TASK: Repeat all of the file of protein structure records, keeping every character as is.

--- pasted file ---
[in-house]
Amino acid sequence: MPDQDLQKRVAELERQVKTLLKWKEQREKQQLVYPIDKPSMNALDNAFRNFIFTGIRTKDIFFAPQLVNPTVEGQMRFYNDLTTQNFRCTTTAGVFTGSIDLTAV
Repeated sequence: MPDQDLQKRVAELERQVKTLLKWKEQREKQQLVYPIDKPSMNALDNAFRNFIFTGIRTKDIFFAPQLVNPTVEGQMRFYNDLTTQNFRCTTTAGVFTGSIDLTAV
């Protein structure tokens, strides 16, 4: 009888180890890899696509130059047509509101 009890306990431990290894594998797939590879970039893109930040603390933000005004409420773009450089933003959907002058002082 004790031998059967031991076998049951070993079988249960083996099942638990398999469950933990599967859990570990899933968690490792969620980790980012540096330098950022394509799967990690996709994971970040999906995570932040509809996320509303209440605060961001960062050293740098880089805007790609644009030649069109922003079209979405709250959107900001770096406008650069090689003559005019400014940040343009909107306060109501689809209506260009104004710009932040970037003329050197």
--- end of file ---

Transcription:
[in-house]
Amino acid sequence: MPDQDLQKRVAELERQVKTLLKWKEQREKQQLVYPIDKPSMNALDNAFRNFIFTGIRTKDIFFAPQLVNPTVEGQMRFYNDLTTQNFRCTTTAGVFTGSIDLTAV
Repeated sequence: MPDQDLQKRVAELERQVKTLLKWKEQREKQQLVYPIDKPSMNALDNAFRNFIFTGIRTKDIFFAPQLVNPTVEGQMRFYNDLTTQNFRCTTTAGVFTGSIDLTAV
């Protein structure tokens, strides 16, 4: 009888180890890899696509130059047509509101 009890306990431990290894594998797939590879970039893109930040603390933000005004409420773009450089933003959907002058002082 004790031998059967031991076998049951070993079988249960083996099942638990398999469950933990599967859990570990899933968690490792969620980790980012540096330098950022394509799967990690996709994971970040999906995570932040509809996320509303209440605060961001960062050293740098880089805007790609644009030649069109922003079209979405709250959107900001770096406008650069090689003559005019400014940040343009909107306060109501689809209506260009104004710009932040970037003329050197």